Tuesday, May 31, 2005

Marketing Singapore-style

Normal media advertising is all fine and well, but there's something to be said about getting live actors and models to work the promotions. I like the buzz it creates and personally, I think it's a whole lot more memorable. For example, when the movie "The Ring 2" came out, or "Samara" as it was called over here, an actress walked around Orchard Blvd (Singapore's answer to Michingan Avenue) dressed as that creepy Samara, freaking people out and getting folks talking about Samara sightings.

In a more tranquil approach, Jeff and I passed this sleeping beauty last weekend promoting the beds and frequent customer program for a local hotel. Yes, she's sleeping standing up on a sidewalk, a feat I've rarely seen accomplished before.

Monday, May 30, 2005

The Valley of Eternal Spring: Part 2

On Tuesday we managed to squeeze in a visit to the BOH tea plantation before our 10:30am bus back to KL. As luck would have it, our taxi driver actually grew up on the plantation with his mother working as picker and father in the factory. He pointed out where his old school used to be, the spot where the kids played football, and even his old house (see below). According to him, life as a tea plantation worker is quite good, as the company provides free housing and garden plots, free healthcare and schooling for children. On the flip side, pickers work six days a week and earn about US$1.20 per day.

At the factory, we got the first tour of the day and were taken through the different stages of production: withering, rolling, drying and sorting. Then, as all good tours end, we were led right into the gift shop. Being discrimating tea drinkers, Karen and I decided to sample our tea before choosing what to take home. In case you were interested, we decided on the Palas Supreme, a Flowery Pekoe.

Saturday, May 28, 2005

The Valley of Eternal Spring: Part 1

On Sunday from KL, the group split up with the men and Cindy going back to Singapore, while Karen and I went on to the Cameron Highlands. Since arriving in Asia, I've gone crazy about tea, and the Cameron Highlands is known for its spectacular scenes of tea plantations, English cottages and rolling green fields.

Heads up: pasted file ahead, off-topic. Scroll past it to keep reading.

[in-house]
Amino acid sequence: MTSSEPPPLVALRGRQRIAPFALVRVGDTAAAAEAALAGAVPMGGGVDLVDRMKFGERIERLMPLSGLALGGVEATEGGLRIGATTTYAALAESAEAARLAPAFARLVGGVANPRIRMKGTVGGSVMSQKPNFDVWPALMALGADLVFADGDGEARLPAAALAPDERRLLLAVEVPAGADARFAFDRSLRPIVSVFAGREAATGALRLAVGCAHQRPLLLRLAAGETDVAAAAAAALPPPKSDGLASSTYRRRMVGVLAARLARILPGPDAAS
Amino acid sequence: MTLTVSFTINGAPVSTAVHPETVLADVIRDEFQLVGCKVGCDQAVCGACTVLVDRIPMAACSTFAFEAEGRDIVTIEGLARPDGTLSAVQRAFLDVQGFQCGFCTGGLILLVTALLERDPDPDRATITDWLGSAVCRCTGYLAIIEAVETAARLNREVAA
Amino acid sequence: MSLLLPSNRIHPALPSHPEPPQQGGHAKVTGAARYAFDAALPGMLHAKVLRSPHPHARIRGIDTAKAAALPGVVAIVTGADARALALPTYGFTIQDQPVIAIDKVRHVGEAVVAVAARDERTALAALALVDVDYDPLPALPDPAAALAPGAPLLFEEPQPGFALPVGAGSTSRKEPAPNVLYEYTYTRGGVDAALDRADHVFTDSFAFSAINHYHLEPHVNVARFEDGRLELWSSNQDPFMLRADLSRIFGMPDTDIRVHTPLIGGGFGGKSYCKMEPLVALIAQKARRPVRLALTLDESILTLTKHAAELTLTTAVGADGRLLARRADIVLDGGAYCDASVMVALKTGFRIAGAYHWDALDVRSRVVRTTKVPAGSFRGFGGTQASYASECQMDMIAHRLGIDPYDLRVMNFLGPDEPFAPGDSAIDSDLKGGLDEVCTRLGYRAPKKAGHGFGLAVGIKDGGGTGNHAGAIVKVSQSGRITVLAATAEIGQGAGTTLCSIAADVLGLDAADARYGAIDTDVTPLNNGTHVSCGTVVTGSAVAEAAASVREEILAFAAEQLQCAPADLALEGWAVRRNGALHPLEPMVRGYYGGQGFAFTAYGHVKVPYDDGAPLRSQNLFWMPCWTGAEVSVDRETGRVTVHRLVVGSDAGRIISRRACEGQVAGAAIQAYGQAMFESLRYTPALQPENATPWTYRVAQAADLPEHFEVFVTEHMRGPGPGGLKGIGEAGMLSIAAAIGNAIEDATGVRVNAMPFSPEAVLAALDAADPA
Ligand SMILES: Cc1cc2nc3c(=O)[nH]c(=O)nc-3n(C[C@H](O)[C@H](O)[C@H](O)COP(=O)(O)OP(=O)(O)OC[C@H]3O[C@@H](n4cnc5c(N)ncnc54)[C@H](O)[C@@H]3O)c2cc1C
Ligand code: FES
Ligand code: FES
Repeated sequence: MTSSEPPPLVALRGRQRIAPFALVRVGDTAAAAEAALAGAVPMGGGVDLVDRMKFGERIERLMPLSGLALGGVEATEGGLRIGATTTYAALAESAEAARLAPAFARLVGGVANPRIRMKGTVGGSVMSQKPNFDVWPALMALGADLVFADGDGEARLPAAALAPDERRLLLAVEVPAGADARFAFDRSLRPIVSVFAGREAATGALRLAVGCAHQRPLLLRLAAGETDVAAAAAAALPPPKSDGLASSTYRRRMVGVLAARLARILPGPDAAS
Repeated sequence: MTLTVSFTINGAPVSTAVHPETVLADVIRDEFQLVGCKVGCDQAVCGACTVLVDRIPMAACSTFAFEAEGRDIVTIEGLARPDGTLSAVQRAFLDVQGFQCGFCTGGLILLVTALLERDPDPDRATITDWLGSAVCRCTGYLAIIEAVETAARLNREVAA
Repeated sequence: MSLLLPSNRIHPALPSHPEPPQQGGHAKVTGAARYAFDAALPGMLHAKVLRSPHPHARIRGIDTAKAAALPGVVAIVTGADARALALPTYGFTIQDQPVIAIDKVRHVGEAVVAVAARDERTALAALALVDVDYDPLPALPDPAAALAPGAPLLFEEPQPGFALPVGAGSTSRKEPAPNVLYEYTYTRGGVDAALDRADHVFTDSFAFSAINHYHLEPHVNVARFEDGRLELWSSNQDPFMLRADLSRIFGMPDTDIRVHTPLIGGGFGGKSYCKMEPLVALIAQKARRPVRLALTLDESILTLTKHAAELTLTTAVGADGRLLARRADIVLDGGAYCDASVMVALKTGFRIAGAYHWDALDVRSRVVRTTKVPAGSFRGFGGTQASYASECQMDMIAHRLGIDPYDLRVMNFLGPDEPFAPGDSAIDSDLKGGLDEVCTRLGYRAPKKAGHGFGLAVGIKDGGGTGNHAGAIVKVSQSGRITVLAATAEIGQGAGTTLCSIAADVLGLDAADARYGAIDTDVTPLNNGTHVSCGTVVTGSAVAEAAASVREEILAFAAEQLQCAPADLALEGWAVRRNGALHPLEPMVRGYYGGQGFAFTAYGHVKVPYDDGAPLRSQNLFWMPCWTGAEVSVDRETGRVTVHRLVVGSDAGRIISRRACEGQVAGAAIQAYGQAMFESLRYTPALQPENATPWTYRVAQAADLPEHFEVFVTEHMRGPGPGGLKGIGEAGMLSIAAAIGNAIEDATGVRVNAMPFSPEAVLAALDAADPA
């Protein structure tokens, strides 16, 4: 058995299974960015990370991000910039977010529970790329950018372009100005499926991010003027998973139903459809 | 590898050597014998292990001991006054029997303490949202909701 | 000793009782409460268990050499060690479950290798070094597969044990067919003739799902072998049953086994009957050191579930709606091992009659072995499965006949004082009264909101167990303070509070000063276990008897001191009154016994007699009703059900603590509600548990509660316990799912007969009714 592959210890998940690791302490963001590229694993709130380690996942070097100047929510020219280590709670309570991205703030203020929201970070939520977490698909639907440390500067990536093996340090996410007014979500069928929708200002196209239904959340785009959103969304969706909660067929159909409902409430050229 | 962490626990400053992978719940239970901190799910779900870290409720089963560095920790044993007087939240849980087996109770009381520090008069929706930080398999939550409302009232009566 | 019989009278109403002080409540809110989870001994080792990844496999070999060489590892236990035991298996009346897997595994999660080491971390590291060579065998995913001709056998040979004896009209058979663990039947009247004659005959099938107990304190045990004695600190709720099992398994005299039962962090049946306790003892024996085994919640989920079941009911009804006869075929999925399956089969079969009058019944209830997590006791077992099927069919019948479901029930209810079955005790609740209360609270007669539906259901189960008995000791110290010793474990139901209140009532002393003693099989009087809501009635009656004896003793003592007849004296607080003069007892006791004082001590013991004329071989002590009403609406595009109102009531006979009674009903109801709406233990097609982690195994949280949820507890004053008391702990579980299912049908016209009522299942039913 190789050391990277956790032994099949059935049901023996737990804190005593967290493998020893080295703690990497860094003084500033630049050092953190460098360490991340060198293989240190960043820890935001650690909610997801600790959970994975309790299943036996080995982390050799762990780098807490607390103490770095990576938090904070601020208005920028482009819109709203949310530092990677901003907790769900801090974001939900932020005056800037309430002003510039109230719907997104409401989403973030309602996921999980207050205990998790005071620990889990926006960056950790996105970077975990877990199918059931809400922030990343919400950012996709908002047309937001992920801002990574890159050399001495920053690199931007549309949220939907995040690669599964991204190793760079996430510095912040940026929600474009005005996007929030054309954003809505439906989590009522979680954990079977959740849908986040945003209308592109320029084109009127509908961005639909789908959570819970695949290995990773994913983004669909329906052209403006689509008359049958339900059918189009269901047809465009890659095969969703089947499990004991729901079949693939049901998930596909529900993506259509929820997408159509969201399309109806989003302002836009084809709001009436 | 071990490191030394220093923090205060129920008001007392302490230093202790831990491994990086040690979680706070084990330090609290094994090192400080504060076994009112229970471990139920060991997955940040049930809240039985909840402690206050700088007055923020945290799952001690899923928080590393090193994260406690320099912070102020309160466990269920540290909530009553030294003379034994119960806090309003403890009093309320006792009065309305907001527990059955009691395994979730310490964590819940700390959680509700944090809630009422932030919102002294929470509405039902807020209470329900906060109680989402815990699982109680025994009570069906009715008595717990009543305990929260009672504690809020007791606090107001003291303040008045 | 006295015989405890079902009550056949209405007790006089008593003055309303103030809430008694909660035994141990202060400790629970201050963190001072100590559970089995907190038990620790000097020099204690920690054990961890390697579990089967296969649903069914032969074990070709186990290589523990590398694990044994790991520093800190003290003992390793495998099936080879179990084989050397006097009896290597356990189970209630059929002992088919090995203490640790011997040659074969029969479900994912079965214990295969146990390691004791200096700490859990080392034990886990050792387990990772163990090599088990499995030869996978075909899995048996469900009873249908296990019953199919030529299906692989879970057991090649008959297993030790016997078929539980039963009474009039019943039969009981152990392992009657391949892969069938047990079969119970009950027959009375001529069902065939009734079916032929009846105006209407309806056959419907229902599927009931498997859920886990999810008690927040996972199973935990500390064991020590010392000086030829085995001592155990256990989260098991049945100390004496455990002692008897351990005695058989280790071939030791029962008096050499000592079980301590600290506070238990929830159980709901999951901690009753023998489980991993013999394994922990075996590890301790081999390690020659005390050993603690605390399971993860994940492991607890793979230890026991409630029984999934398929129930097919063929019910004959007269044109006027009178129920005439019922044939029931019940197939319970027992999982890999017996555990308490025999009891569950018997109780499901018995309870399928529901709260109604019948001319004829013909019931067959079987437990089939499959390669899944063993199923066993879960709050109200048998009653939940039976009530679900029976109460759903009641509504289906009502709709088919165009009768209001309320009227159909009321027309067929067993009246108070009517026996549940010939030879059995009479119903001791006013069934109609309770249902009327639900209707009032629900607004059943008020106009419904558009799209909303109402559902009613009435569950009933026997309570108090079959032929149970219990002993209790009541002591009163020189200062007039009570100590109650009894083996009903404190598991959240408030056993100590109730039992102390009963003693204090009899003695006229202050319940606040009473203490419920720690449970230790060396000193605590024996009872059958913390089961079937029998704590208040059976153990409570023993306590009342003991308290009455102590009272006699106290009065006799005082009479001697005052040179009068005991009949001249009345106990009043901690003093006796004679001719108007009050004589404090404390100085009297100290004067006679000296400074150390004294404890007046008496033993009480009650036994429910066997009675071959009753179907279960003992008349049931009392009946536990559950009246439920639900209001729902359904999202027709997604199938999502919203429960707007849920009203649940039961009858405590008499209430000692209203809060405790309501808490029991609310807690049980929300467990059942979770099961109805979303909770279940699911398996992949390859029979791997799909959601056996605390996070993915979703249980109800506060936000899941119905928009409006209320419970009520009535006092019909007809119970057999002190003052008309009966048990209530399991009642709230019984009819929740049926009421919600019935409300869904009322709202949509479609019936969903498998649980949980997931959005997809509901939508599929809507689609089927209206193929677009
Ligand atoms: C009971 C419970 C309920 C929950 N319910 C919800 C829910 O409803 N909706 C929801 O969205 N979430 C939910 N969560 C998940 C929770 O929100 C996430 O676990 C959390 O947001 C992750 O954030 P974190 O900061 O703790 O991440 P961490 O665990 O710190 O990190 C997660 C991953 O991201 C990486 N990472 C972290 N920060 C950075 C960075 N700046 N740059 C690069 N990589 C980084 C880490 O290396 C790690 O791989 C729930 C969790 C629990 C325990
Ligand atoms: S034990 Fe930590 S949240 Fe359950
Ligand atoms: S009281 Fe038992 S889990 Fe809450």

After a dirty, but bearable four-hour bus ride, we arrived at the most charming hotel called The Lakehouse, where they greeted us with spicy ginger welcome drinks. This hotel was to be our base for the next two days.

On Monday after sleeping in, Karen and I decided to walk and find breakfast along the main road. After walking for about 30 minutes along a twisty road not made for pedestrians and finding nothing, we finally decided to cross the road and turn back. Apparently, all we needed to do was be on the proper side of the road because the local bus promptly pulled over and we caught a ride into town.

Once in town, we arranged to take a countryside tour to see all the major sites, which included a Buddhist temple, flower nursery, strawberry farm, butterfly and insect garden, tea plantation, and bee farm. As you might guess, the Cameron Highlands is mainly a farm community, growing vegetables, flowers and tea for local consumption. Just check out that corn!

At the Rose Centre, our guide showed us the hideous green rose, the most ugly rose in all the world, too awful to capture on film. Then he told us to run up the seven levels of flower gardens to make it to the hilltop and catch the view before the sky dumped rain on us, which it did anyway.

The rainstorm forced Karen and me to take shelter in a shoe until the worst passed. No, really, I'm serious. The old woman and her kids were out, so it was fine.

Once at the Strawberry Farm, I learned that the organic method of growing strawberries is to grow them in pillows of coconut husks placed on stands about waist-high. So no strawberries touch the ground and nobody has to bend over to pick them! Obviously we had to have a taste, so Karen and I shared strawberries & cream and got to know Susan, a Canadian woman on our tour who was on holiday from her teaching position in Korea.

Unfortunately, because it was Monday the tea plantation that I was looking forward to was closed and not covered during the tour. Instead Karen and I had to make do with tea and scones at our hotel, which we enjoyed during a knitting session.

Friday, May 27, 2005

Couples weekend in KL

Our second time out of Singapore came last weekend, with a group of us spending the weekend in Kuala Lumpur (KL). Francis and Andy work with Jeff, and I hang out with their wives Cindy and Karen quite a bit. We took a 4-hour bus ride up to KL on Friday night and spent Saturday and Sunday checking out the city.

Malaysia is predominantly Muslim, and we spent most of Saturday at the Museum of Islamic Art, which is probably the only way I'm going to get to see Islamic art in person for a while. The collection of calligraphy, textiles and illuminated Korans was seriously beautiful.

After the museum and lunch, we visited the National Mosque, which required us to put on proper attire. That meant robes for the men, and robes plus head scarves for the ladies. The mosque was very peaceful, even with the men joking around a bit.